Working mothers in litigation lost out on clients who preferred to opt for lawyers who were available. Their absence from chambers affected their earnings. In the words of one of the respondents, “…the work flow was cut as clients were not sure whether I would be able to manage work. There was a perception that I would not be regular in court, which I had to combat by simply being in court even when there was really nothing much to do.” Another respondent said, “[f]or about a year and odd after the baby, I was in court only when I was needed, due to which there was a perception that I was not serious about my practice. Lack of a proper crèche was a big problem during this period…So, I used to bring her in the car with me and the child would be in the car parking lot [with a nanny] for hours when I had to be in Court. Some of my other colleagues, who had babies, also followed the same routine.”
Role of the Bar Council of India in Promoting a Conducive Working Environment
In her autobiography, titled On Balance, Justice Leila Seth described how “a musty storeroom” was passed off as the women’s washroom. More than five decades later, most High Courts and lower courts have abysmal working conditions, especially with respect to sanitation, making it impossible for women to negotiate the court halls. Women’s rest rooms in most courts not only lack in sanitation, but are too few in number.
Ninety-three percent of respondents strongly agreed that sanitary toilets for women on each floor of the court premises were necessary to make courts more accessible to women lawyers. Seventy-two percent of the respondents agreed that a crèche facility accessible to all within the court precincts would make the profession a lot more conducive for women. It would also encourage male lawyers to partake in their parental responsibilities while shuttling between courtrooms. Not only would it aid in curtailing the exodus of young women lawyers from the practice, but it would also bring about equity in parental responsibilities for most working couples.
Additional facilities, such as baby changing-rooms and a room where women could breastfeed their children, were considered important infrastructural requirements by respondents. Ninety-three percent of women lawyers felt that judges being accommodating and sensitive to pregnant women would make courts more conducive. Seventy-nine percent of women lawyers felt that the sensitivity of their colleagues at the time of pregnancy, which could include assisting in taking adjournments or handling matters in courts, would also help.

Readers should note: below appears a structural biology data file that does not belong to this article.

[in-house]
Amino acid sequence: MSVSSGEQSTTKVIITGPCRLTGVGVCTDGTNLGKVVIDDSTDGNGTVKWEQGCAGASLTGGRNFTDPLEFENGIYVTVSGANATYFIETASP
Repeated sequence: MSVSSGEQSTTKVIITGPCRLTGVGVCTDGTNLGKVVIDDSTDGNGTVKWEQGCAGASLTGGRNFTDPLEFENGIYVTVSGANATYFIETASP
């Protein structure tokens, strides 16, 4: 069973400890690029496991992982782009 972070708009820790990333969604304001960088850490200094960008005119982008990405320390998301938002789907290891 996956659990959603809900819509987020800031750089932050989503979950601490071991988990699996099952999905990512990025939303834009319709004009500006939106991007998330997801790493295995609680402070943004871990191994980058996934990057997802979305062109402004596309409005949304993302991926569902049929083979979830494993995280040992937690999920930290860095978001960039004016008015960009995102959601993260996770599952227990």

Section 7 of the Advocates Act, 1961 mandates the Bar Council of India to safeguard the rights, privileges, and interests of lawyers. The State Bar Councils are also required to safeguard the interests of advocates on its roll and conduct seminars. Senior Advocate Pinky Anand has recommended that the Bar Council of India should extend support to young women lawyers at the start of their careers by encouraging the empanelment of women by organisations. In furtherance of their statutory mandate, the Bar Council of India and State Bar Councils should undertake measures to support the entry and growth of women in litigation.
Sonal Makhija has an Masters of Science in Law, Anthropology, and Society from the London School of Economics and Political Science. She is presently pursuing her doctoral studies at the University of Helsinki. She can be reached at firstname.lastname@example.org.
Swagata Raha graduated from the West Bengal National University of Juridical Sciences and is a human rights law researcher based in Bangalore. She can be reached at email@example.com.